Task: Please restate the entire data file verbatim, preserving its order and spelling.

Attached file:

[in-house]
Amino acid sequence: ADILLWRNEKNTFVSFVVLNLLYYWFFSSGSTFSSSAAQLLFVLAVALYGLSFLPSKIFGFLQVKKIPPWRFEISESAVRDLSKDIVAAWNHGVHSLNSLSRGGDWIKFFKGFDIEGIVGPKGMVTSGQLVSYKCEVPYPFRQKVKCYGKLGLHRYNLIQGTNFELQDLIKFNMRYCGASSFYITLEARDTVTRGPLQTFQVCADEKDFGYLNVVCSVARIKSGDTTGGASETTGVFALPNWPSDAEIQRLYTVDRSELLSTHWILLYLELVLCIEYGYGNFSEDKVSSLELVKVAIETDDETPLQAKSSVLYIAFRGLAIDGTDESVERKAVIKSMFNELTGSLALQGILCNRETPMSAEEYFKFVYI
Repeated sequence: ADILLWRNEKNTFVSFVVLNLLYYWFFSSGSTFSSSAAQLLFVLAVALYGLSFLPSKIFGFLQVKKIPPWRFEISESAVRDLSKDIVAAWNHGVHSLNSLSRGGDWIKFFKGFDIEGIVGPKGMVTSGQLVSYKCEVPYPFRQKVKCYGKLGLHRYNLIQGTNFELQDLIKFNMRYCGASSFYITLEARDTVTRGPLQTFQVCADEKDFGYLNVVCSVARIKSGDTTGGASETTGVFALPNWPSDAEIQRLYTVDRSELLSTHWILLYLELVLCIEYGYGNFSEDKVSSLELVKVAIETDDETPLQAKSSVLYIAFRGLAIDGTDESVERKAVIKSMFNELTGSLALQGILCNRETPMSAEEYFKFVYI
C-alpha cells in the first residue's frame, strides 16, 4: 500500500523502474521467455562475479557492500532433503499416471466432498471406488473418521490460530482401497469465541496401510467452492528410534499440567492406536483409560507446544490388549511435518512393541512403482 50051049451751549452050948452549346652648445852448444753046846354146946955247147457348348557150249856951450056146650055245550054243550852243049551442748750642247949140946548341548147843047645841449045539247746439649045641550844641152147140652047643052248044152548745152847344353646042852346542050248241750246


[in-house]
Amino acid sequence: ADILLWRNEKNTFVSFVVLNLLYYWFFSSGSTFSSSAAQLLFVLAVALYGLSFLPSKIFGFLQVKKIPPWRFEISESAVRDLSKDIVAAWNHGVHSLNSLSRGGDWIKFFKGFDIEGIVGPKGMVTSGQLVSYKCEVPYPFRQKVKCYGKLGLHRYNLIQGTNFELQDLIKFNMRYCGASSFYITLEARDTVTRGPLQTFQVCADEKDFGYLNVVCSVARIKSGDTTGGASETTGVFALPNWPSDAEIQRLYTVDRSELLSTHWILLYLELVLCIEYGYGNFSEDKVSSLELVKVAIETDDETPLQAKSSVLYIAFRGLAIDGTDESVERKAVIKSMFNELTGSLALQGILCNRETPMSAEEYFKFVYI
Repeated sequence: ADILLWRNEKNTFVSFVVLNLLYYWFFSSGSTFSSSAAQLLFVLAVALYGLSFLPSKIFGFLQVKKIPPWRFEISESAVRDLSKDIVAAWNHGVHSLNSLSRGGDWIKFFKGFDIEGIVGPKGMVTSGQLVSYKCEVPYPFRQKVKCYGKLGLHRYNLIQGTNFELQDLIKFNMRYCGASSFYITLEARDTVTRGPLQTFQVCADEKDFGYLNVVCSVARIKSGDTTGGASETTGVFALPNWPSDAEIQRLYTVDRSELLSTHWILLYLELVLCIEYGYGNFSEDKVSSLELVKVAIETDDETPLQAKSSVLYIAFRGLAIDGTDESVERKAVIKSMFNELTGSLALQGILCNRETPMSAEEYFKFVYI
C-alpha cells in the first residue's frame, strides 16, 4: 500500500523502474521467455562475479557492500532433503499416471466432498471406488473418521490460530482401497469465541496401510467452492528410534499440567492406536483409560507446544490388549511435518512393541512403482 50051049451751549452050948452549346652648445852448444753046846354146946955247147457348348557150249856951450056146650055245550054243550852243049551442748750642247949140946548341548147843047645841449045539247746439649045641550844641152147140652047643052248044152548745152847344353646042852346542050248241750246